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Arab aid workers among hostages



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JERUSALEM (CNN) -- Iranian TV Thursday showed footage of two Arab hostages held in Iraq.

Initially both men were believed to be from Jerusalem, but one was later identified as Canadian.

A masked man on the video who said he represented the abductors -- a group called Ansar al-Din -- announced it had detained "prisoners from the occupation forces."

"We have these two Zionist collaborators. We are demanding the release of our sheikhs, Sunnis or Shiites, prisoners, especially the women prisoners. We are willing to negotiate over the fate of the two," the masked man said on the video.

Israeli TV aired the footage, and the country's newspapers reported the incident.

"We all know they are not Mossad agents or sent by the Mossad in any way," said Gideon Ezra, who is an Israeli Cabinet minister with the title "minister without portfolio."

The Israeli government and Foreign Ministry officials did not offer any more comment.

The two hostages were identified as Nabil George Razzouk, 30, of Arab East Jerusalem and Fadi Fadel, 33, a Syrian-born Canadian citizen.

Fadel, an aid worker for the International Rescue Committee in Najaf, had earlier been identified as a resident of Arab East Jerusalem.

Canadian Foreign Affairs Department spokesman Sameer Ahmed said his government was working to locate Fadel, who was snatched while working in the field around midnight Wednesday.

"We hope that his rescue will soon be secure," Ahmed said.

The IRC said Fadel manages a UNICEF-funded program that provides humanitarian assistance for vulnerable children and youth in southern Iraq.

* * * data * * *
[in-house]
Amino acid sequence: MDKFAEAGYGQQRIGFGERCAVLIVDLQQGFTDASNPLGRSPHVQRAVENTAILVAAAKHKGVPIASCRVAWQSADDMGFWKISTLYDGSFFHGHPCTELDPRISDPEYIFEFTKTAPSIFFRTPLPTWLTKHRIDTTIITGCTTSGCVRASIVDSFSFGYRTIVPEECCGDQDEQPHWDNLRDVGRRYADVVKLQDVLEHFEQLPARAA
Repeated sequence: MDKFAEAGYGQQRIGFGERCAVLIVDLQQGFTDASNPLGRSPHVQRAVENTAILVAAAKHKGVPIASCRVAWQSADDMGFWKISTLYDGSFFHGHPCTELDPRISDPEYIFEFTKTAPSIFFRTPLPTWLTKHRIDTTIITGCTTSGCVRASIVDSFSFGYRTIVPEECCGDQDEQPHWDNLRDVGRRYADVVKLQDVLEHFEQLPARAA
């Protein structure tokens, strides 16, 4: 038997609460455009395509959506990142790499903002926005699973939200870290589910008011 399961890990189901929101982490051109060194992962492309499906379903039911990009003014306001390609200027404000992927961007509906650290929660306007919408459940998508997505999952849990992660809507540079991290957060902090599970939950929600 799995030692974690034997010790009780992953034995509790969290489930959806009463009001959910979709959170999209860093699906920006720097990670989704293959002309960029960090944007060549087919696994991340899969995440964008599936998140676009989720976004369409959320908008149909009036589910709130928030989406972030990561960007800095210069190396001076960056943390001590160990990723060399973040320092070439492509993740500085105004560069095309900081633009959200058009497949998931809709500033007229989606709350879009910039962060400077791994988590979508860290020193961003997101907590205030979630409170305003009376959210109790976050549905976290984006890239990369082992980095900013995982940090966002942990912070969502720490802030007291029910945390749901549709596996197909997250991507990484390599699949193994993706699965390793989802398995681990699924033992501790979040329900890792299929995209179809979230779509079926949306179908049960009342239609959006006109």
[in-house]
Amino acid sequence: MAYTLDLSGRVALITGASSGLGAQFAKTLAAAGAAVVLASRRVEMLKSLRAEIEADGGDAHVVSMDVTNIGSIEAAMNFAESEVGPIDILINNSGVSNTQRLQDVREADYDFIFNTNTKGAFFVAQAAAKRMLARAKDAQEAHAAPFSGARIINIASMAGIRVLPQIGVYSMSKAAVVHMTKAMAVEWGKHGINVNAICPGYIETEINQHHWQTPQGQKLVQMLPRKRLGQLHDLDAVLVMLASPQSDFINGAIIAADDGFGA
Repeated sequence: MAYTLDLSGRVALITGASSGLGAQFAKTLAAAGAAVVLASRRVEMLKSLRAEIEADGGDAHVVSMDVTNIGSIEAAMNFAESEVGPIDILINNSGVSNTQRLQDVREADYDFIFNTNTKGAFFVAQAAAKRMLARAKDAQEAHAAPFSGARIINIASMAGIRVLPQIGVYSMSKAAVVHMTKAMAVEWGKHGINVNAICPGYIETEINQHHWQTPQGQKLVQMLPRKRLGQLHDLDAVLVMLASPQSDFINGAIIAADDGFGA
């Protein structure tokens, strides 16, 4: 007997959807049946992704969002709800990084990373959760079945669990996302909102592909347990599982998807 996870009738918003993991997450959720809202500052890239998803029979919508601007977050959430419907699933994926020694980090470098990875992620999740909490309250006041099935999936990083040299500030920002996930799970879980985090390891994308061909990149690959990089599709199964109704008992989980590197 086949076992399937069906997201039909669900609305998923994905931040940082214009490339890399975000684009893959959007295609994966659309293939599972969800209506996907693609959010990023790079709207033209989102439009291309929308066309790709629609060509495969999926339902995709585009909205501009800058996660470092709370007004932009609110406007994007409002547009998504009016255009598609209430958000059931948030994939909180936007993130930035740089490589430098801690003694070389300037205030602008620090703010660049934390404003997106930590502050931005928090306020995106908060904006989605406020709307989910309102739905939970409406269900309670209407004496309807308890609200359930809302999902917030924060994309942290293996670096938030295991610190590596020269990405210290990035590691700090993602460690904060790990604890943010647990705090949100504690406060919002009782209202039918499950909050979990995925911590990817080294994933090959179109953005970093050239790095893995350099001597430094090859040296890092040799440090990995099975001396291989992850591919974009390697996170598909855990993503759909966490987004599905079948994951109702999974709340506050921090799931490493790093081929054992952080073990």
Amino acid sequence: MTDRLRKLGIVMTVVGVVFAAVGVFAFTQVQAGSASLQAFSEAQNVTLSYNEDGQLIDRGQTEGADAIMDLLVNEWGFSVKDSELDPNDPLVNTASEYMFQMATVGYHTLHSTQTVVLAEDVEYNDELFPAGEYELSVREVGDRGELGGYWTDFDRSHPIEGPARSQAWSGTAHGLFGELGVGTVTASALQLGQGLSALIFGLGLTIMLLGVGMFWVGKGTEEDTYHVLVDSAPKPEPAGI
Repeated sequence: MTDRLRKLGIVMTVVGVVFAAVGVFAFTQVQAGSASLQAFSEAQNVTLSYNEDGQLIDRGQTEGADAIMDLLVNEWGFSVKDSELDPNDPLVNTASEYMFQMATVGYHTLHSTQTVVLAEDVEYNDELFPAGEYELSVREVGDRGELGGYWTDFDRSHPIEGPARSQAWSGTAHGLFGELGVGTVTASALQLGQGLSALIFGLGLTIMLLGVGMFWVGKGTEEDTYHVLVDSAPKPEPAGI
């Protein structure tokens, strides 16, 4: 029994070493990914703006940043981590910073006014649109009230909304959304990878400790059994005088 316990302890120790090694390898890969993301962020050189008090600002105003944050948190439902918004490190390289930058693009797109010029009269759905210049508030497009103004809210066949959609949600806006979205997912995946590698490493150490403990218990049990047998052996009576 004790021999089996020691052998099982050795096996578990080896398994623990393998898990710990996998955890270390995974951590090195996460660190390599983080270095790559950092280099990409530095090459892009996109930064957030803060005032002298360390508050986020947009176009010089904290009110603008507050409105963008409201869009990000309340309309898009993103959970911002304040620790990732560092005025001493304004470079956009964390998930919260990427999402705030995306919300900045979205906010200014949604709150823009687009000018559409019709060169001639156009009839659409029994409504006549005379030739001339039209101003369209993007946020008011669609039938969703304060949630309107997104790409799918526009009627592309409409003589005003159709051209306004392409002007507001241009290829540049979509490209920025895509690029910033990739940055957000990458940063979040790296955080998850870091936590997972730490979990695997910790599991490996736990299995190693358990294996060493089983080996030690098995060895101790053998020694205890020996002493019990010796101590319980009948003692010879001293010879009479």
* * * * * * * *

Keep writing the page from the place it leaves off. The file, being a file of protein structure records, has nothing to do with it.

Razzouk's uncle, Samir, told Israeli TV his nephew had been in Iraq for two months working for the U.S. Agency for International Development, a position he got "through the U.S. Embassy in Tel Aviv."

On Iranian TV, Razzouk himself said he works for RTI, a North Carolina-based company given a USAID contract to "provide local governance support in postwar Iraq."

A senior State Department official in Washington confirmed that Razzouk works for a USAID contractor.

Israeli TV reported that Nabil Razzouk studied at Augusta College in the U.S. state of Georgia and graduated from there in 1995 with a bachelor's degree in business marketing.

He has a Georgia driver's license and his name was registered at addresses in Augusta, in eastern Georgia, and Marietta and Kennesaw in northern Georgia during the past decade.

The U.S. driver's license was among identifying documents aired on Iranian television along with footage of the two men.

Haaretz, the Israeli daily, said the Iranian report also showed "two identity cards, a Maccabi HMO card, an Israeli driver's license and a supermarket chain discount card." The paper reported that both men are Christians.

Another of Razzouk's uncles, Anton Razzouk, appeared on Israeli TV and appealed to the kidnappers to let the two go.

"We are Palestinians who live under the occupation of Israel since 1967. Like every Arab in Jerusalem, we have Israeli IDs. That does not mean we are affiliated with Israel or the embassy's organizations we work for," the elder Razzouk said.

He said Nabil Razzouk "has no relation to politics or spying of any sort. We are asking this group to release him without conditions because his cause was noble, just like his name, which actually means noble."

RTI International, based in the Raleigh-Durham area of North Carolina, said on its Web site that USAID awarded RTI a contract "to provide local governance support in postwar Iraq, which will foster social and political stability by helping meet citizens' basic needs within their communities."

CNN's Yoav Appel contributed to this report


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